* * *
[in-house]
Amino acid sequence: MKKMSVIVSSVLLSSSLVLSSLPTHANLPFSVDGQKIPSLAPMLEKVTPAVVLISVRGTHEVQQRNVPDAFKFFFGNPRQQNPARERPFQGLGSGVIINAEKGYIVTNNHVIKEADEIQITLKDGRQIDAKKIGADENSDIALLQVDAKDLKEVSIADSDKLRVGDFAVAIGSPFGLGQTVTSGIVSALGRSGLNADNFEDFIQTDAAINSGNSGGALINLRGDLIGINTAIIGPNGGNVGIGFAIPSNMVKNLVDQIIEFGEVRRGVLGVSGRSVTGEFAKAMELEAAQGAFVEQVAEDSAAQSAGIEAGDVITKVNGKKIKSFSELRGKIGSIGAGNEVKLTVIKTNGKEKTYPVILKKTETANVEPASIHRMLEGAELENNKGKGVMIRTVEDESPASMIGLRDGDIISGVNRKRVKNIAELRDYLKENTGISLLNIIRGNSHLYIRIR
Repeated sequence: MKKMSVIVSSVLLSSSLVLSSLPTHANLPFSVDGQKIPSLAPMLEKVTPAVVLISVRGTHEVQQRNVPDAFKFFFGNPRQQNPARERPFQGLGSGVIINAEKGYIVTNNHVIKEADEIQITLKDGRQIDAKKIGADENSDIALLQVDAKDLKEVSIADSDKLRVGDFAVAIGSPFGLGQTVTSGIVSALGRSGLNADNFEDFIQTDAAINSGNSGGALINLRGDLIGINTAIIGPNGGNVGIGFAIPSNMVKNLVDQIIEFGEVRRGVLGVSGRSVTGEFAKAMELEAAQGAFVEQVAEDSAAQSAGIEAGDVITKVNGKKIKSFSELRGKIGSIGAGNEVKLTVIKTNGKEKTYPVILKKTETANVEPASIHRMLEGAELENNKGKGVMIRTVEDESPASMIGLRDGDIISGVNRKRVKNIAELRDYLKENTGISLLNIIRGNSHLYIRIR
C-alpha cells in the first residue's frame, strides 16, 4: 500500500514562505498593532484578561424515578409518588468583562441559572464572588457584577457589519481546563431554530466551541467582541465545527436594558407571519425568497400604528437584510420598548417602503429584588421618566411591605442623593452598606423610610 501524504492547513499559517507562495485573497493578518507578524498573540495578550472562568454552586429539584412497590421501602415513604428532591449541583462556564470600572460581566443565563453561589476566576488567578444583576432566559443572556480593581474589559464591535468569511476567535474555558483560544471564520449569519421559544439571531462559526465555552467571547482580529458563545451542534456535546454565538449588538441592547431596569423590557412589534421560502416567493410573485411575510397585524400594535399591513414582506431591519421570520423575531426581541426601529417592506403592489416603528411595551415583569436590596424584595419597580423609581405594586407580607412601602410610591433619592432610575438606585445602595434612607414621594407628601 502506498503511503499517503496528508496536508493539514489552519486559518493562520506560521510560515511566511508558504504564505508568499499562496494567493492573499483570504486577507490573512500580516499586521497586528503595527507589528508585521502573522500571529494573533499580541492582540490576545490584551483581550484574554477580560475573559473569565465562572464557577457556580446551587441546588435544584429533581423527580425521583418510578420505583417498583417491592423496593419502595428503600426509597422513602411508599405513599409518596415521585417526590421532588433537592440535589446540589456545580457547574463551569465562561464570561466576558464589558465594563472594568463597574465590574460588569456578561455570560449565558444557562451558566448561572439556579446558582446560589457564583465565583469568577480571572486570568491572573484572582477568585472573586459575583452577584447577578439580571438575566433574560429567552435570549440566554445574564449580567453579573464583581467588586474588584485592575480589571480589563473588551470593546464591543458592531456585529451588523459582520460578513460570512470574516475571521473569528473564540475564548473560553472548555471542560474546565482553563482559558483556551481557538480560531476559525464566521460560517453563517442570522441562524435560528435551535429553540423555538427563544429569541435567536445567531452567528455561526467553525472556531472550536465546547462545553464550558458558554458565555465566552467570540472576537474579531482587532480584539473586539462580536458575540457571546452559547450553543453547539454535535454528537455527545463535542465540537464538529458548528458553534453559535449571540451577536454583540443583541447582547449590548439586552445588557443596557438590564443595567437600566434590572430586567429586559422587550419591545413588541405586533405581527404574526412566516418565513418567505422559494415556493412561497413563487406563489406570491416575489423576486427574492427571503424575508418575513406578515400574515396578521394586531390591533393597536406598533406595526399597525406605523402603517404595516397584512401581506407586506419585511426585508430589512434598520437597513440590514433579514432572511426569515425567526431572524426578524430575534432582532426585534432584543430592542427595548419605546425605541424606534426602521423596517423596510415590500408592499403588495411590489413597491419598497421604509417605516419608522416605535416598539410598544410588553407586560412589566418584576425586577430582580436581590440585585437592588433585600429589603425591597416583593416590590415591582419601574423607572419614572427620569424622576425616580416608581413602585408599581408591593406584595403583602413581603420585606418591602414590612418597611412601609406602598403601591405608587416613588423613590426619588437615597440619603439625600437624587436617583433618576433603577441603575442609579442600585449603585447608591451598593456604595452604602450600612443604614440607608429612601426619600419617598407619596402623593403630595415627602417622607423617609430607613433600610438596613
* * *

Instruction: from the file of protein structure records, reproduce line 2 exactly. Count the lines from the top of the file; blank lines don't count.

Amino acid sequence: MKKMSVIVSSVLLSSSLVLSSLPTHANLPFSVDGQKIPSLAPMLEKVTPAVVLISVRGTHEVQQRNVPDAFKFFFGNPRQQNPARERPFQGLGSGVIINAEKGYIVTNNHVIKEADEIQITLKDGRQIDAKKIGADENSDIALLQVDAKDLKEVSIADSDKLRVGDFAVAIGSPFGLGQTVTSGIVSALGRSGLNADNFEDFIQTDAAINSGNSGGALINLRGDLIGINTAIIGPNGGNVGIGFAIPSNMVKNLVDQIIEFGEVRRGVLGVSGRSVTGEFAKAMELEAAQGAFVEQVAEDSAAQSAGIEAGDVITKVNGKKIKSFSELRGKIGSIGAGNEVKLTVIKTNGKEKTYPVILKKTETANVEPASIHRMLEGAELENNKGKGVMIRTVEDESPASMIGLRDGDIISGVNRKRVKNIAELRDYLKENTGISLLNIIRGNSHLYIRIR